NPR News & Stories Via WUNC

Pages

The Two-Way
11:23 am
Thu September 5, 2013

Fog Blamed For 100-Plus Vehicle Pileup In U.K.

Recovery workers vehicles back the front of the Sheppey crossing bridge after 100 or more vehicles were involved in a major road traffic incident in Sheppey, Kent, southeast England on Thursday.
Justin Tallis AFP/Getty Images

Originally published on Thu September 5, 2013 11:47 am

As many as 130 vehicles were involved in a massive pileup on a fog-covered bridge in Kent, England, that resulted in dozens of injuries along a major traffic artery.

Eight motorists suffered serious injuries in the morning rush-hour accident that closed down the A249 Sheppey Crossing, which is southeast of London.

Read more
Shots - Health News
10:28 am
Thu September 5, 2013

Parents' Harsh Words Might Make Teen Behaviors Worse

Sure you're steamed. But teenagers tend to meet harsh words with even worse behavior, a study says.
Katherine Streeter

Originally published on Fri September 6, 2013 1:56 pm

Most parents yell at their kids at some point. It often feels like the last option for getting children to pay attention and shape up.

But harsh verbal discipline may backfire. Teenagers act worse if they're yelled at, a study finds.

Researchers asked parents of 13-year-olds in the Philadelphia area how often in the past year they'd yelled, cursed or called the kid "dumb or lazy or some other word like that" after he or she had done something wrong.

Read more
The Two-Way
9:52 am
Thu September 5, 2013

It's A Girl! New Panda Is Doing Fine, National Zoo Says

The Smithsonian National Zoo's newest giant panda on Aug. 25, two days after her birth.
National Zoo UPI/Landov

The giant panda cub born at the Smithsonian National Zoo in Washington, D.C., on Aug. 23 is a girl, officials announced Thursday morning.

What's more, she "has a fat little belly" and seems to be doing just fine, zoo curator Brandie Smith says.

Read more
The Two-Way
8:53 am
Thu September 5, 2013

Did You See A Flash In The Sky? You Just Might On Friday

If you're in those circles, you may be able to see something in the sky late Friday night when NASA launches a rocket from its spaceport on the Virginia coast.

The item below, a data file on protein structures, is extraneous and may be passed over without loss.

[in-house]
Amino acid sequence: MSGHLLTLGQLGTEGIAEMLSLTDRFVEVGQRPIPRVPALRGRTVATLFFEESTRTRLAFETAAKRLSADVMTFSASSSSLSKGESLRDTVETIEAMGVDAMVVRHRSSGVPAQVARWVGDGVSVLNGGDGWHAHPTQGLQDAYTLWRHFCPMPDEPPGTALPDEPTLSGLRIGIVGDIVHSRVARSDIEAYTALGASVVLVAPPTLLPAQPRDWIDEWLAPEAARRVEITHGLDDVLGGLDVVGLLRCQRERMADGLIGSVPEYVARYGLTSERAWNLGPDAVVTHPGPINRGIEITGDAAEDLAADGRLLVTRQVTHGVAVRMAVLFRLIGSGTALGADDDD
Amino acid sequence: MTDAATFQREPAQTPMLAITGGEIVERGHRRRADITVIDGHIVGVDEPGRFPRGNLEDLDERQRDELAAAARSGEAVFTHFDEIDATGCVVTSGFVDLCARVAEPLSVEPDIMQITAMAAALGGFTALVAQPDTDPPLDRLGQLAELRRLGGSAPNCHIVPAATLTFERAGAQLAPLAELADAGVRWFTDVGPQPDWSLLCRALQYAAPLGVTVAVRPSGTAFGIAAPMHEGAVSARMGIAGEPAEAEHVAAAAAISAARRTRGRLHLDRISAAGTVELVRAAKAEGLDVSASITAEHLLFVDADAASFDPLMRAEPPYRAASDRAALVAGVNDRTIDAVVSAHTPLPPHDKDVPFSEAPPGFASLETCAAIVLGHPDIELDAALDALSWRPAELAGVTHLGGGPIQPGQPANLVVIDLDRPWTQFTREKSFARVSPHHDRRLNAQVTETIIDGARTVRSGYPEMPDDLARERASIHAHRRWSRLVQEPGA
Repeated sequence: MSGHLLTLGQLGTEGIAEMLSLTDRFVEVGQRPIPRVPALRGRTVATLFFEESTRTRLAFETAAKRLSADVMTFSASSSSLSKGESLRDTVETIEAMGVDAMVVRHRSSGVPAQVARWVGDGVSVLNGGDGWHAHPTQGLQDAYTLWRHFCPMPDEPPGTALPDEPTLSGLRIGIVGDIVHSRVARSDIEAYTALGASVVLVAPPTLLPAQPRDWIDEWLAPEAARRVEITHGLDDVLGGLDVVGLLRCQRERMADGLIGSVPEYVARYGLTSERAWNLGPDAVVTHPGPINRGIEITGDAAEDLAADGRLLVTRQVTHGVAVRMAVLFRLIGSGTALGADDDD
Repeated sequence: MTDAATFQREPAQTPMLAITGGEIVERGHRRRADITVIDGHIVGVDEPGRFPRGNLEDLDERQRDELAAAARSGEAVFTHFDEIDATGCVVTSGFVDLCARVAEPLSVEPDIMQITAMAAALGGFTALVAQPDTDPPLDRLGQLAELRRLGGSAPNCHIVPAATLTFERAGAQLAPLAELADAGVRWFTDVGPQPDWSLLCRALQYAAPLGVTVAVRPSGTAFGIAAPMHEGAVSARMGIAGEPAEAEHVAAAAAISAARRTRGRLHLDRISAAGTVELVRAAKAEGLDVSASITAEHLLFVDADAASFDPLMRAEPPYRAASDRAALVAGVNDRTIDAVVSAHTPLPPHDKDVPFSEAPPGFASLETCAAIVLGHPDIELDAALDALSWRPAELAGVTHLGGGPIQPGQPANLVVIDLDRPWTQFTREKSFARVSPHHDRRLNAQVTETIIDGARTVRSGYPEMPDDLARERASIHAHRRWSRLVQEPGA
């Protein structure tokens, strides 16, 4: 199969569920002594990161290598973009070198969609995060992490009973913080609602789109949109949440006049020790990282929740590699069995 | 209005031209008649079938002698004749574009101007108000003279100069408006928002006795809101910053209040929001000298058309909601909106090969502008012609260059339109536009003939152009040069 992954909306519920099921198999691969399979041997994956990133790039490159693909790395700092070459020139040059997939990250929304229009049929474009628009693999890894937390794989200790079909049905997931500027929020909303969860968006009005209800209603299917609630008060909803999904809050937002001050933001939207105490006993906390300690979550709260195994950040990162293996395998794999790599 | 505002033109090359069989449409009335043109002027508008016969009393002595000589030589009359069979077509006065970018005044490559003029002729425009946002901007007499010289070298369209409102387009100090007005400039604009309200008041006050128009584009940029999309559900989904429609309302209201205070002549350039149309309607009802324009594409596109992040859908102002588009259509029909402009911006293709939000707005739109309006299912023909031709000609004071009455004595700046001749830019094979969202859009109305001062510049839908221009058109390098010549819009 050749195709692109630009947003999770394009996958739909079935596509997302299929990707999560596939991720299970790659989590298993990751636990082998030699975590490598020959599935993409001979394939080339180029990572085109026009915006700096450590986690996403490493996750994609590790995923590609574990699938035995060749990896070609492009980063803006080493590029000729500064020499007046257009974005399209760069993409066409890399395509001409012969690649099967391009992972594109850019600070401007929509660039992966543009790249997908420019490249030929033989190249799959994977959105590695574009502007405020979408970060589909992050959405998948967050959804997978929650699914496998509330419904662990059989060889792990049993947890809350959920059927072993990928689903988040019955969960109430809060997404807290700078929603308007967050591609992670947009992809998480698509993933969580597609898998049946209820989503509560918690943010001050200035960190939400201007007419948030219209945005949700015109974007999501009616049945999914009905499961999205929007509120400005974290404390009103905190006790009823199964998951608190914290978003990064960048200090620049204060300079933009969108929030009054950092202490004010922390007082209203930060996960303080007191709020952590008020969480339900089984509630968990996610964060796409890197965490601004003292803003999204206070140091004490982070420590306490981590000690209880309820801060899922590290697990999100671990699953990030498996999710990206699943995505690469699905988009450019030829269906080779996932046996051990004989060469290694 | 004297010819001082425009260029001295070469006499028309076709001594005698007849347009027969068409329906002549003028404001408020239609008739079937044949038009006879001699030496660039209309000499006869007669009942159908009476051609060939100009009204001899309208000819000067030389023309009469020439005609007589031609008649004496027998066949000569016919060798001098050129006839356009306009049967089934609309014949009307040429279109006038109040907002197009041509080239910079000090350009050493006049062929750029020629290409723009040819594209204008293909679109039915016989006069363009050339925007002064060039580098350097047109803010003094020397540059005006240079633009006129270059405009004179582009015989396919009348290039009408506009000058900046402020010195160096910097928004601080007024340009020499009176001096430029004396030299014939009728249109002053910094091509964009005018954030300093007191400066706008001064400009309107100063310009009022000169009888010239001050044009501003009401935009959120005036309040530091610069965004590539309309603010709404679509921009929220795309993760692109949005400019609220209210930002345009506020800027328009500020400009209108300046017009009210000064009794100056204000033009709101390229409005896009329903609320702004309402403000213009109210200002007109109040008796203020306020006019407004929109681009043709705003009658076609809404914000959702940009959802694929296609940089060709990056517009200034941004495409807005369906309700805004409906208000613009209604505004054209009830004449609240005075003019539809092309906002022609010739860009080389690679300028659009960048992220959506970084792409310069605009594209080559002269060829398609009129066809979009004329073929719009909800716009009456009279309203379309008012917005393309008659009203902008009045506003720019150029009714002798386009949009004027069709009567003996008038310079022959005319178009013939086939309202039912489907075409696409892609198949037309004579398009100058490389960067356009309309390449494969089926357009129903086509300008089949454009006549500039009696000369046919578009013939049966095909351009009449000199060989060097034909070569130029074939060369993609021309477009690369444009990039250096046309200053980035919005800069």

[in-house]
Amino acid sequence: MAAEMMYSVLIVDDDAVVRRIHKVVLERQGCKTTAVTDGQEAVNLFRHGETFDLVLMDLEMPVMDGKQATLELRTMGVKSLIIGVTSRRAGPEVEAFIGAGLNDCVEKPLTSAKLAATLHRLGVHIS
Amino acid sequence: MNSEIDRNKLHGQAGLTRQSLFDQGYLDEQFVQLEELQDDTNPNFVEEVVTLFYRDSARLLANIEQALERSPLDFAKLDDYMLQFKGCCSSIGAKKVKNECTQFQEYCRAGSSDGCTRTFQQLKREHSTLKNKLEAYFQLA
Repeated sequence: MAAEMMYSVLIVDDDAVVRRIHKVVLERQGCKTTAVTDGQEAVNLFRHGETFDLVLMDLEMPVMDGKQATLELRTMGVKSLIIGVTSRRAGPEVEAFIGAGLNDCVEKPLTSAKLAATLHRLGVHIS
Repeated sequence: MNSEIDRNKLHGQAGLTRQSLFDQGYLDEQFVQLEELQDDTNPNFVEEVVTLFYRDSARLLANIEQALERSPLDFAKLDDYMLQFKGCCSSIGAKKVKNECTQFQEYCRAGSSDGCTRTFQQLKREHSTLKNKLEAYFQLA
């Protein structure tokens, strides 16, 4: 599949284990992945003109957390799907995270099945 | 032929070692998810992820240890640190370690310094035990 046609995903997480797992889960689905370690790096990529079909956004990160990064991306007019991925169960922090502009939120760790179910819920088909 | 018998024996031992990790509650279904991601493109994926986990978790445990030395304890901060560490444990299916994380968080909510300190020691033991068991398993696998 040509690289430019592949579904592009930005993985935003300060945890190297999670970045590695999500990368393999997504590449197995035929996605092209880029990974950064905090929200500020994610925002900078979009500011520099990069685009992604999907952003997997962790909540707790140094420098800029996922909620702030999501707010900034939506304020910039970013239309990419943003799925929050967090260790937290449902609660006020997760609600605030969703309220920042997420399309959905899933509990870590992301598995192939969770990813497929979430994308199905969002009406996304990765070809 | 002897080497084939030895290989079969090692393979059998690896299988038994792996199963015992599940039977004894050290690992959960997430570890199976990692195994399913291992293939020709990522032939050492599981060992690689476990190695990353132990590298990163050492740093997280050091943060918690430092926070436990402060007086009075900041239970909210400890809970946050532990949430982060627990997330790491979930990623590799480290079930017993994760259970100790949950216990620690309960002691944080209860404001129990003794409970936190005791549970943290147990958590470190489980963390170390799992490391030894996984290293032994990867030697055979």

NASA.gov

Originally published on Thu September 5, 2013 9:44 am

News stations in Washington, D.C., say they started getting calls just after 11 p.m. ET Wednesday from folks reporting that they'd seen a mysterious light in the sky.

WTOP says some people thought the flash was green or blue. CBS DC heard from some who said it was orange. The station adds that the light "was seen in the skies over the eastern seaboard."

Read more
The Two-Way
8:43 am
Thu September 5, 2013

Job Growth Cooled A Bit In August, Report Signals

Originally published on Thu September 5, 2013 9:39 am

There were 176,000 more jobs on private employers' payrolls in August than the month before, according to the latest ADP National Employment Report.

Read more
Krulwich Wonders...
8:33 am
Thu September 5, 2013

Wild Things Hanging From Spruce Trees

Robert Krulwich NPR

Originally published on Thu September 5, 2013 10:45 am

Stanley Kunitz, one of our great poets, planted a spruce tree next to his house in Provincetown, Mass., and over the years that tree attracted some tenants, a family of garden snakes. I didn't know garden snakes climb trees, especially needly ones like a spruce, but they do.

Read more
The Two-Way
8:12 am
Thu September 5, 2013

Top Stories: Obama At G-20 Summit; New Egyptian Violence

Originally published on Thu September 5, 2013 9:37 am

Read more
The Two-Way
7:36 am
Thu September 5, 2013

Egyptian Official Survives Attack As 'Remarkable Calm' Broken

Security officials inspect the scene of a bomb blast that apparently targeted Egyptian Interior Minister Mohammed Ibrahim near his home in Cairo's Nasr City on Thursday. He survived the attack.
Khaled Elfiqi EPA/LANDOV

Originally published on Thu September 5, 2013 9:35 am

Just a few hours after this headline:

"Egyptians Hail Military Order as Calm Returns to Streets." (The Wall Street Journal)

... The still tenuous state of affairs in Egypt was underscored by this news:

Read more
The Two-Way
7:30 am
Thu September 5, 2013

Book News: Did A Missing Testicle Make J.D. Salinger A Recluse?

A photo of J.D. Salinger taken in September 1961.
AP

The daily lowdown on books, publishing, and the occasional author behaving badly.

Read more
It's All Politics
7:15 am
Thu September 5, 2013

Presidential Hopefuls Stake Out Syria Positions

Books by would-be 2016 presidential candidates, Sen. Marco Rubio, R-Fla., and Sen. Rand Paul, R-Ky., share a table display at the Conservative Political Action Conference in National Harbor, Md., on March 15. Both Rubio and Paul on Wednesday voted against military action in Syria.
Jonathan Ernst Reuters /Landov

Originally published on Thu September 5, 2013 8:35 pm

Voting in favor of war or military strikes has proved to have long-lasting political consequences for politicians angling for the highest office in the land.

Just ask former Secretary of State Hillary Clinton, whose 2002 vote for the Iraq War resolution as a U.S. senator contributed to her failure to secure the Democratic presidential nomination six years later.

Read more

Pages